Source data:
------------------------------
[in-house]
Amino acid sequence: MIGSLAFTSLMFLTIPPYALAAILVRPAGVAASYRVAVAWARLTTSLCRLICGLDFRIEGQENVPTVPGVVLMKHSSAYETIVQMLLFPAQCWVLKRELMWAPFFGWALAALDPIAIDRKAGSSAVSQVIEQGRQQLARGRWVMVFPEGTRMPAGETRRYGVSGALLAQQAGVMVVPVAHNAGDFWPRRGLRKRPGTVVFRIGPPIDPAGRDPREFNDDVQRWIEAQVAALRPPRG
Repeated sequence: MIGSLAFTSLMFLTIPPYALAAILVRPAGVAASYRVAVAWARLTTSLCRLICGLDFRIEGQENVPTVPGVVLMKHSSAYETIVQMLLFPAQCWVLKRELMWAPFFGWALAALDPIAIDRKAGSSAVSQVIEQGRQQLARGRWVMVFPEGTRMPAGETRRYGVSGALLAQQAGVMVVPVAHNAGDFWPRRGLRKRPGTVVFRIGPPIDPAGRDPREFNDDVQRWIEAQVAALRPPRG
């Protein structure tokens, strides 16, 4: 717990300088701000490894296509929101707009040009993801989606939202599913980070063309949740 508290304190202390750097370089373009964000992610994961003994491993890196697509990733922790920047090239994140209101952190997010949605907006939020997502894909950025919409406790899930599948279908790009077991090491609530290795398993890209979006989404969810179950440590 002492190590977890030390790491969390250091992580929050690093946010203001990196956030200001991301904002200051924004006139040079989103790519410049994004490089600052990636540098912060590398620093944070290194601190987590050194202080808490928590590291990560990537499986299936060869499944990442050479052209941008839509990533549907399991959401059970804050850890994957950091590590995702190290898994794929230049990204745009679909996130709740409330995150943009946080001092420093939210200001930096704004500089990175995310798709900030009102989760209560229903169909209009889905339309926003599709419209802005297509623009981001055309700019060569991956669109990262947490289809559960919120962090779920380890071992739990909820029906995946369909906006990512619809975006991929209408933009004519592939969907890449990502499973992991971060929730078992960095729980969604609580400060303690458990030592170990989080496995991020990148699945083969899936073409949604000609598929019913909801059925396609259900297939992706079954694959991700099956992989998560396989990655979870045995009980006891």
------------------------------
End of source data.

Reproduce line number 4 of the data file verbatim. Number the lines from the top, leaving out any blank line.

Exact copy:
């Protein structure tokens, strides 16, 4: 717990300088701000490894296509929101707009040009993801989606939202599913980070063309949740 508290304190202390750097370089373009964000992610994961003994491993890196697509990733922790920047090239994140209101952190997010949605907006939020997502894909950025919409406790899930599948279908790009077991090491609530290795398993890209979006989404969810179950440590 002492190590977890030390790491969390250091992580929050690093946010203001990196956030200001991301904002200051924004006139040079989103790519410049994004490089600052990636540098912060590398620093944070290194601190987590050194202080808490928590590291990560990537499986299936060869499944990442050479052209941008839509990533549907399991959401059970804050850890994957950091590590995702190290898994794929230049990204745009679909996130709740409330995150943009946080001092420093939210200001930096704004500089990175995310798709900030009102989760209560229903169909209009889905339309926003599709419209802005297509623009981001055309700019060569991956669109990262947490289809559960919120962090779920380890071992739990909820029906995946369909906006990512619809975006991929209408933009004519592939969907890449990502499973992991971060929730078992960095729980969604609580400060303690458990030592170990989080496995991020990148699945083969899936073409949604000609598929019913909801059925396609259900297939992706079954694959991700099956992989998560396989990655979870045995009980006891």